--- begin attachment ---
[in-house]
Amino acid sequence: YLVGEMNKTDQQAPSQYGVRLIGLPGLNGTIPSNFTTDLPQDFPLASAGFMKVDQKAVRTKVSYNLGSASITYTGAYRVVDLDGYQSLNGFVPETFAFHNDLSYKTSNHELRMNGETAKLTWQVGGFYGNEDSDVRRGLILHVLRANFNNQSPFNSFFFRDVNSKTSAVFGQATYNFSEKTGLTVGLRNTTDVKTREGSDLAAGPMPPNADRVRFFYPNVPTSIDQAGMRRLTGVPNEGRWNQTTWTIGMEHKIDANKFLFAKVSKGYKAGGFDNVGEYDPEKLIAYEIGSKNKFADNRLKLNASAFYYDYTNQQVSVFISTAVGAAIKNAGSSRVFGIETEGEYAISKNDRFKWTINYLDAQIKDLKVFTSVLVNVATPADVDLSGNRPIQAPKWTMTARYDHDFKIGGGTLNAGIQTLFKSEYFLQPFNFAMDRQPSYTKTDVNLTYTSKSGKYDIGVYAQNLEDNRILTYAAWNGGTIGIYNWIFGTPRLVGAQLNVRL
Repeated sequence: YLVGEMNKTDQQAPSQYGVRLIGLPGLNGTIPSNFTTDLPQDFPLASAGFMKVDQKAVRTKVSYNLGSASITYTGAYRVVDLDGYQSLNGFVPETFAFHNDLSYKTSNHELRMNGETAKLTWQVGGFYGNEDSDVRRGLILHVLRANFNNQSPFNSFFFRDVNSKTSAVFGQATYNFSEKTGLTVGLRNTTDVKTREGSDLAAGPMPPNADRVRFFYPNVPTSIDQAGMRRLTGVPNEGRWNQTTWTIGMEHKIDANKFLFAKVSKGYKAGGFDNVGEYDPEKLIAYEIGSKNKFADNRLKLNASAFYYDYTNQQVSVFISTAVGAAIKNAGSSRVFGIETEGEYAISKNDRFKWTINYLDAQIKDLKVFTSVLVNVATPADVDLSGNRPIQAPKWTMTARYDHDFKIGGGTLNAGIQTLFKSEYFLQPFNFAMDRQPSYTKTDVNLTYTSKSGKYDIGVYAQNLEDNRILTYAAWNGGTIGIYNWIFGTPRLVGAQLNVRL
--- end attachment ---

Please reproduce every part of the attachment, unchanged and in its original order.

[in-house]
Amino acid sequence: YLVGEMNKTDQQAPSQYGVRLIGLPGLNGTIPSNFTTDLPQDFPLASAGFMKVDQKAVRTKVSYNLGSASITYTGAYRVVDLDGYQSLNGFVPETFAFHNDLSYKTSNHELRMNGETAKLTWQVGGFYGNEDSDVRRGLILHVLRANFNNQSPFNSFFFRDVNSKTSAVFGQATYNFSEKTGLTVGLRNTTDVKTREGSDLAAGPMPPNADRVRFFYPNVPTSIDQAGMRRLTGVPNEGRWNQTTWTIGMEHKIDANKFLFAKVSKGYKAGGFDNVGEYDPEKLIAYEIGSKNKFADNRLKLNASAFYYDYTNQQVSVFISTAVGAAIKNAGSSRVFGIETEGEYAISKNDRFKWTINYLDAQIKDLKVFTSVLVNVATPADVDLSGNRPIQAPKWTMTARYDHDFKIGGGTLNAGIQTLFKSEYFLQPFNFAMDRQPSYTKTDVNLTYTSKSGKYDIGVYAQNLEDNRILTYAAWNGGTIGIYNWIFGTPRLVGAQLNVRL
Repeated sequence: YLVGEMNKTDQQAPSQYGVRLIGLPGLNGTIPSNFTTDLPQDFPLASAGFMKVDQKAVRTKVSYNLGSASITYTGAYRVVDLDGYQSLNGFVPETFAFHNDLSYKTSNHELRMNGETAKLTWQVGGFYGNEDSDVRRGLILHVLRANFNNQSPFNSFFFRDVNSKTSAVFGQATYNFSEKTGLTVGLRNTTDVKTREGSDLAAGPMPPNADRVRFFYPNVPTSIDQAGMRRLTGVPNEGRWNQTTWTIGMEHKIDANKFLFAKVSKGYKAGGFDNVGEYDPEKLIAYEIGSKNKFADNRLKLNASAFYYDYTNQQVSVFISTAVGAAIKNAGSSRVFGIETEGEYAISKNDRFKWTINYLDAQIKDLKVFTSVLVNVATPADVDLSGNRPIQAPKWTMTARYDHDFKIGGGTLNAGIQTLFKSEYFLQPFNFAMDRQPSYTKTDVNLTYTSKSGKYDIGVYAQNLEDNRILTYAAWNGGTIGIYNWIFGTPRLVGAQLNVRL